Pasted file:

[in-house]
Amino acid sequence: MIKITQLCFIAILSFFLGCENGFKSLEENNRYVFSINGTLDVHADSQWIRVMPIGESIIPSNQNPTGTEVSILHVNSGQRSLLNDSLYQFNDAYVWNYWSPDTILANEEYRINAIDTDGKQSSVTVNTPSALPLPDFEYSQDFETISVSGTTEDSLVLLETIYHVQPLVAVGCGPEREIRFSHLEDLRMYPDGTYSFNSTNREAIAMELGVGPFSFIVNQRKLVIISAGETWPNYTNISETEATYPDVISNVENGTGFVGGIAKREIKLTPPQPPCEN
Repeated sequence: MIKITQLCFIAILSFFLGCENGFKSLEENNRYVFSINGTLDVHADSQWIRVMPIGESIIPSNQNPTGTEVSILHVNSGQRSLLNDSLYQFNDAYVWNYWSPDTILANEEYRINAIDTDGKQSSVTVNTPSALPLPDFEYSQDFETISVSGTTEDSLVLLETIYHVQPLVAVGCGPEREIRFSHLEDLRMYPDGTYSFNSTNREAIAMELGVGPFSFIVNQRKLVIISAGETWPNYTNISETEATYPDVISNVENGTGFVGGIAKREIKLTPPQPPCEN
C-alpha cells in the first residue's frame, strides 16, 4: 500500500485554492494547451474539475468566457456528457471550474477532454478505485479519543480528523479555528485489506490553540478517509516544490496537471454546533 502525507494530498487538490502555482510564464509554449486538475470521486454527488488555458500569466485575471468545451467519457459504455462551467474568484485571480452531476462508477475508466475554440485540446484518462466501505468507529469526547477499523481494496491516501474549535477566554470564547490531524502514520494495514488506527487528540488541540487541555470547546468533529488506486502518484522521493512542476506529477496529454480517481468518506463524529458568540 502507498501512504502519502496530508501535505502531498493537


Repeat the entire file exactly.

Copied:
[in-house]
Amino acid sequence: MIKITQLCFIAILSFFLGCENGFKSLEENNRYVFSINGTLDVHADSQWIRVMPIGESIIPSNQNPTGTEVSILHVNSGQRSLLNDSLYQFNDAYVWNYWSPDTILANEEYRINAIDTDGKQSSVTVNTPSALPLPDFEYSQDFETISVSGTTEDSLVLLETIYHVQPLVAVGCGPEREIRFSHLEDLRMYPDGTYSFNSTNREAIAMELGVGPFSFIVNQRKLVIISAGETWPNYTNISETEATYPDVISNVENGTGFVGGIAKREIKLTPPQPPCEN
Repeated sequence: MIKITQLCFIAILSFFLGCENGFKSLEENNRYVFSINGTLDVHADSQWIRVMPIGESIIPSNQNPTGTEVSILHVNSGQRSLLNDSLYQFNDAYVWNYWSPDTILANEEYRINAIDTDGKQSSVTVNTPSALPLPDFEYSQDFETISVSGTTEDSLVLLETIYHVQPLVAVGCGPEREIRFSHLEDLRMYPDGTYSFNSTNREAIAMELGVGPFSFIVNQRKLVIISAGETWPNYTNISETEATYPDVISNVENGTGFVGGIAKREIKLTPPQPPCEN
C-alpha cells in the first residue's frame, strides 16, 4: 500500500485554492494547451474539475468566457456528457471550474477532454478505485479519543480528523479555528485489506490553540478517509516544490496537471454546533 502525507494530498487538490502555482510564464509554449486538475470521486454527488488555458500569466485575471468545451467519457459504455462551467474568484485571480452531476462508477475508466475554440485540446484518462466501505468507529469526547477499523481494496491516501474549535477566554470564547490531524502514520494495514488506527487528540488541540487541555470547546468533529488506486502518484522521493512542476506529477496529454480517481468518506463524529458568540 502507498501512504502519502496530508501535505502531498493537